Island businesses take part in domestic violence awareness month

Over 50 island businesses and organizations are dawning purple lights and “We Believe Survivors” signs

  • Saturday, October 17, 2020 11:53am
  • News
A sign promoting The DOVE Project’s second annual “We Believe Survivors” campaign outside Camp Colvos Brewery on Vashon Highway (Courtesy Photo).

A sign promoting The DOVE Project’s second annual “We Believe Survivors” campaign outside Camp Colvos Brewery on Vashon Highway (Courtesy Photo).

October is Domestic Violence Awareness Month, and The DOVE Project is back with its second annual “We Believe Survivors” campaign.

Throughout uptown Vashon, over 50 island businesses and organizations can be seen dawning purple lights, along with “We Believe Survivors” signs in hopes of bringing visibility to a local and national crisis.

Advocates at The DOVE Project (DOVE), the island’s domestic violence agency, spent the last week of September connecting with local businesses to bring the purple lights back again this year.

“Local businesses have once again been so supportive and excited to participate in the Purple Lights campaign for DV Awareness Month. It’s so powerful to see the community collaborate in support of survivors and their stories,” said Tracy McLaren, an advocate with DOVE.

Business owners participating in the campaign said they felt strongly about supporting the message.

Matt Lawrence, owner of Camp Colvos Brewery, said he believes the purple light campaign is a worthwhile cause.

“It is important to me that our customers and our community see Camp Colvos Brewing participate in this campaign. We do not tolerate domestic violence,” he said. “I am grateful for the Dove Project and all they are doing. I hope that help can be given to people in need.”

Jake Heil of Ruby Brink said the campaign is another example of the importance of community collaboration.

“For us at The Ruby Brink, we see moments of organized solidarity as powerful tools to refocus priorities for resources and attention to issues that can be easily brushed aside as someone else’s problem. The purple lights campaign, during a time when we all are examining what we care about and how to care about each other, is a poignant call to support victims of domestic abuse with real action,” he said. “It’s not about the lights, it’s about allowing the lights throughout town to lead us to donate, to be long term volunteers, or to reach out to someone who might need help and show them they aren’t alone.”

The National Coalition Against Domestic Violence (NCADV) website reports that on average, nearly 20 people per minute are physically abused by an intimate partner in the United States. During a single year, that equates to more than 10 million individuals. One in fifteen children are exposed to intimate partner violence each year and 90% of these children are direct eyewitnesses to the violence.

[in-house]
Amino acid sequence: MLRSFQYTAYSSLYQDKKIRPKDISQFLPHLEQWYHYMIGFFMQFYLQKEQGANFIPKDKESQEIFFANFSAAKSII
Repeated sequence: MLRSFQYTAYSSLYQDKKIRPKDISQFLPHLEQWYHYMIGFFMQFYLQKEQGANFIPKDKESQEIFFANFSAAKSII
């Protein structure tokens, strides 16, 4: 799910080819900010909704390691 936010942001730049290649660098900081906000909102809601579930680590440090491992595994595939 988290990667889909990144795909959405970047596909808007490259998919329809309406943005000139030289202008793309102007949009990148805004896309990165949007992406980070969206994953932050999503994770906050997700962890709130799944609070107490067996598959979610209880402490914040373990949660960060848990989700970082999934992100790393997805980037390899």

Rashaun Renggli, an advocate for DOVE, talked about the current national crisis and the impact on survivors.

“Statistics show that rates of domestic violence are increasing across the nation due to COVID-19 isolation and we’re seeing similar increases across King County as well. Advocates are seeing more survivors than they’ve ever seen before and the lethality level has also increased, all while attempting to maintain our own mental health during a pandemic,” he said.

NCADV also reports that Washington State statistics show that on any given day, over 1900 survivors seek services with over 500 being turned away due to lack of resources.

Nyn Grey, a fellow advocate for DOVE, talked about the unique needs of survivors during the COVID-19 pandemic.

“What we’ve seen at DOVE is an increased need for legal advocacy and affordable housing,” Grey said. “Currently, shelter waitlists are over 50 people long per shelter. Many DV survivors are also having trouble finding attorneys they can afford. Our legal advocate has been working overtime for survivors since March. The purple lights, dawned by local businesses and community organizations, are a way to highlight the real and continued needs of survivors in the Vashon community.”

Later this month on Saturday, Oct. 24, The DOVE Project will be hosting their annual Share Hope Fundraiser. This year the theme is Beloved Community, a concept popularized by Martin Luther King, Jr. Beloved Community means a world free of oppression, discrimination, violence, and bigotry that is fueled instead by friendship, goodwill, and deep human connection. The Fundraiser will have a keynote presentation by renowned Chicago-based activist and artist Scheherazade Tillet, hosted by the islands own Jeff Hoyt. ASL interpretation will be available.

For more information about this event or resources related to domestic violence or sexual assault, visit The DOVE Project website at

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